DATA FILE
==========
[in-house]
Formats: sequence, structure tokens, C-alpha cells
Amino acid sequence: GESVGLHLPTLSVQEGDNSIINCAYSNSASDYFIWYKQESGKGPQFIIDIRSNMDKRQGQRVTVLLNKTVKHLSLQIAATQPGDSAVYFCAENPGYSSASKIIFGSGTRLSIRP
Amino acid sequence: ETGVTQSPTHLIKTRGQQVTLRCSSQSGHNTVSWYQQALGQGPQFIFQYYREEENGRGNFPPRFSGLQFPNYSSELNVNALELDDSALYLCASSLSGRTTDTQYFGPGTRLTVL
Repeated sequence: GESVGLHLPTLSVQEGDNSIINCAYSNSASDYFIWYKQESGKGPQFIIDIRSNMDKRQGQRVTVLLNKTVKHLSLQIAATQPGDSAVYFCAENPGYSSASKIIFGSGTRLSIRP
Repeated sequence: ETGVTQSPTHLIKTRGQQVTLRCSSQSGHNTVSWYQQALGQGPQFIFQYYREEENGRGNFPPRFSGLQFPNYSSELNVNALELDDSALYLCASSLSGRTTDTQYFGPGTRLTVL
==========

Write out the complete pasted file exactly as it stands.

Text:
[in-house]
Formats: sequence, structure tokens, C-alpha cells
Amino acid sequence: GESVGLHLPTLSVQEGDNSIINCAYSNSASDYFIWYKQESGKGPQFIIDIRSNMDKRQGQRVTVLLNKTVKHLSLQIAATQPGDSAVYFCAENPGYSSASKIIFGSGTRLSIRP
Amino acid sequence: ETGVTQSPTHLIKTRGQQVTLRCSSQSGHNTVSWYQQALGQGPQFIFQYYREEENGRGNFPPRFSGLQFPNYSSELNVNALELDDSALYLCASSLSGRTTDTQYFGPGTRLTVL
Repeated sequence: GESVGLHLPTLSVQEGDNSIINCAYSNSASDYFIWYKQESGKGPQFIIDIRSNMDKRQGQRVTVLLNKTVKHLSLQIAATQPGDSAVYFCAENPGYSSASKIIFGSGTRLSIRP
Repeated sequence: ETGVTQSPTHLIKTRGQQVTLRCSSQSGHNTVSWYQQALGQGPQFIFQYYREEENGRGNFPPRFSGLQFPNYSSELNVNALELDDSALYLCASSLSGRTTDTQYFGPGTRLTVL